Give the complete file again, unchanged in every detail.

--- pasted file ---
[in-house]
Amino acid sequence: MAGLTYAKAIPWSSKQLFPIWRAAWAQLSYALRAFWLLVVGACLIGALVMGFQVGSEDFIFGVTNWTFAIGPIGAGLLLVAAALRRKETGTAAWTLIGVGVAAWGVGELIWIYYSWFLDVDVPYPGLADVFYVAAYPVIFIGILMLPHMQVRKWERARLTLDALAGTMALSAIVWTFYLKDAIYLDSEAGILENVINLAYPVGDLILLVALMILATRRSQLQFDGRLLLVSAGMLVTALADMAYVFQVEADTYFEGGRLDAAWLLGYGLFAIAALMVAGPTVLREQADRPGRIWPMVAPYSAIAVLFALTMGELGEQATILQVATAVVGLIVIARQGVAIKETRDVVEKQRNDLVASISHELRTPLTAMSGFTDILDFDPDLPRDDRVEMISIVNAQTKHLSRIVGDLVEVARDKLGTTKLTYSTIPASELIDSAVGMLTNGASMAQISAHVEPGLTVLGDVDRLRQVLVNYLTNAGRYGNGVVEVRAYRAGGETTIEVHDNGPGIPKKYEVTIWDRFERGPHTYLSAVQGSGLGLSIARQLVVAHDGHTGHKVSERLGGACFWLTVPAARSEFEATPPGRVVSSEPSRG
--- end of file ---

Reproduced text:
[in-house]
Amino acid sequence: MAGLTYAKAIPWSSKQLFPIWRAAWAQLSYALRAFWLLVVGACLIGALVMGFQVGSEDFIFGVTNWTFAIGPIGAGLLLVAAALRRKETGTAAWTLIGVGVAAWGVGELIWIYYSWFLDVDVPYPGLADVFYVAAYPVIFIGILMLPHMQVRKWERARLTLDALAGTMALSAIVWTFYLKDAIYLDSEAGILENVINLAYPVGDLILLVALMILATRRSQLQFDGRLLLVSAGMLVTALADMAYVFQVEADTYFEGGRLDAAWLLGYGLFAIAALMVAGPTVLREQADRPGRIWPMVAPYSAIAVLFALTMGELGEQATILQVATAVVGLIVIARQGVAIKETRDVVEKQRNDLVASISHELRTPLTAMSGFTDILDFDPDLPRDDRVEMISIVNAQTKHLSRIVGDLVEVARDKLGTTKLTYSTIPASELIDSAVGMLTNGASMAQISAHVEPGLTVLGDVDRLRQVLVNYLTNAGRYGNGVVEVRAYRAGGETTIEVHDNGPGIPKKYEVTIWDRFERGPHTYLSAVQGSGLGLSIARQLVVAHDGHTGHKVSERLGGACFWLTVPAARSEFEATPPGRVVSSEPSRG